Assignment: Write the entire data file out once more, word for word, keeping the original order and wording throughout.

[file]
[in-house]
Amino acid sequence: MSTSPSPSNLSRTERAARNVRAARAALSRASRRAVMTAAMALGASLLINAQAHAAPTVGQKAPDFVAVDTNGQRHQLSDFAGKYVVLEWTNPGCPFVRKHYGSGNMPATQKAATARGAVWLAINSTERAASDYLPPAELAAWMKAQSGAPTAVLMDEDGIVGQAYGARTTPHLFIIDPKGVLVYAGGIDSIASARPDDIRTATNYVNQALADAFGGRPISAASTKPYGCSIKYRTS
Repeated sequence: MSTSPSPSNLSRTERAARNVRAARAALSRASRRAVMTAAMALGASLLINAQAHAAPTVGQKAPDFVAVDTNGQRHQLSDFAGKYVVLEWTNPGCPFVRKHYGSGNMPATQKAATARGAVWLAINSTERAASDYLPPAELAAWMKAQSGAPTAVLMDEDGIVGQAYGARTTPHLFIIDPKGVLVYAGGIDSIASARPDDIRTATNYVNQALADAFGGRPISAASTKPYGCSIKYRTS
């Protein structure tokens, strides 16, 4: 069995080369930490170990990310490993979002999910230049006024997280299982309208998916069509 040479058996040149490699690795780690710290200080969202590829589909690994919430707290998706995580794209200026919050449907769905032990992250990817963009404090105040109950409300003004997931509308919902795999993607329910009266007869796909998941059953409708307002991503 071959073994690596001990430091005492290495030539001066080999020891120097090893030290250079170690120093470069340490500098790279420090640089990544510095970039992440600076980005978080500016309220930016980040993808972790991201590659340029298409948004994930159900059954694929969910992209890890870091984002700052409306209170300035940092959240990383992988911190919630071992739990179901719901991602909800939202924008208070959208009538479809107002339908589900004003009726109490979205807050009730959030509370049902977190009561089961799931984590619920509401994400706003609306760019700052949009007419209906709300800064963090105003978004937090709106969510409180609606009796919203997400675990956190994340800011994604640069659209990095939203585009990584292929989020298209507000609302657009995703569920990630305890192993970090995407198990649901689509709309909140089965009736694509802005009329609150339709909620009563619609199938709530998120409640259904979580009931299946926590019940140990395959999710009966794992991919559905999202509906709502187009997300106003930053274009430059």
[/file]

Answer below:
[in-house]
Amino acid sequence: MSTSPSPSNLSRTERAARNVRAARAALSRASRRAVMTAAMALGASLLINAQAHAAPTVGQKAPDFVAVDTNGQRHQLSDFAGKYVVLEWTNPGCPFVRKHYGSGNMPATQKAATARGAVWLAINSTERAASDYLPPAELAAWMKAQSGAPTAVLMDEDGIVGQAYGARTTPHLFIIDPKGVLVYAGGIDSIASARPDDIRTATNYVNQALADAFGGRPISAASTKPYGCSIKYRTS
Repeated sequence: MSTSPSPSNLSRTERAARNVRAARAALSRASRRAVMTAAMALGASLLINAQAHAAPTVGQKAPDFVAVDTNGQRHQLSDFAGKYVVLEWTNPGCPFVRKHYGSGNMPATQKAATARGAVWLAINSTERAASDYLPPAELAAWMKAQSGAPTAVLMDEDGIVGQAYGARTTPHLFIIDPKGVLVYAGGIDSIASARPDDIRTATNYVNQALADAFGGRPISAASTKPYGCSIKYRTS
């Protein structure tokens, strides 16, 4: 069995080369930490170990990310490993979002999910230049006024997280299982309208998916069509 040479058996040149490699690795780690710290200080969202590829589909690994919430707290998706995580794209200026919050449907769905032990992250990817963009404090105040109950409300003004997931509308919902795999993607329910009266007869796909998941059953409708307002991503 071959073994690596001990430091005492290495030539001066080999020891120097090893030290250079170690120093470069340490500098790279420090640089990544510095970039992440600076980005978080500016309220930016980040993808972790991201590659340029298409948004994930159900059954694929969910992209890890870091984002700052409306209170300035940092959240990383992988911190919630071992739990179901719901991602909800939202924008208070959208009538479809107002339908589900004003009726109490979205807050009730959030509370049902977190009561089961799931984590619920509401994400706003609306760019700052949009007419209906709300800064963090105003978004937090709106969510409180609606009796919203997400675990956190994340800011994604640069659209990095939203585009990584292929989020298209507000609302657009995703569920990630305890192993970090995407198990649901689509709309909140089965009736694509802005009329609150339709909620009563619609199938709530998120409640259904979580009931299946926590019940140990395959999710009966794992991919559905999202509906709502187009997300106003930053274009430059």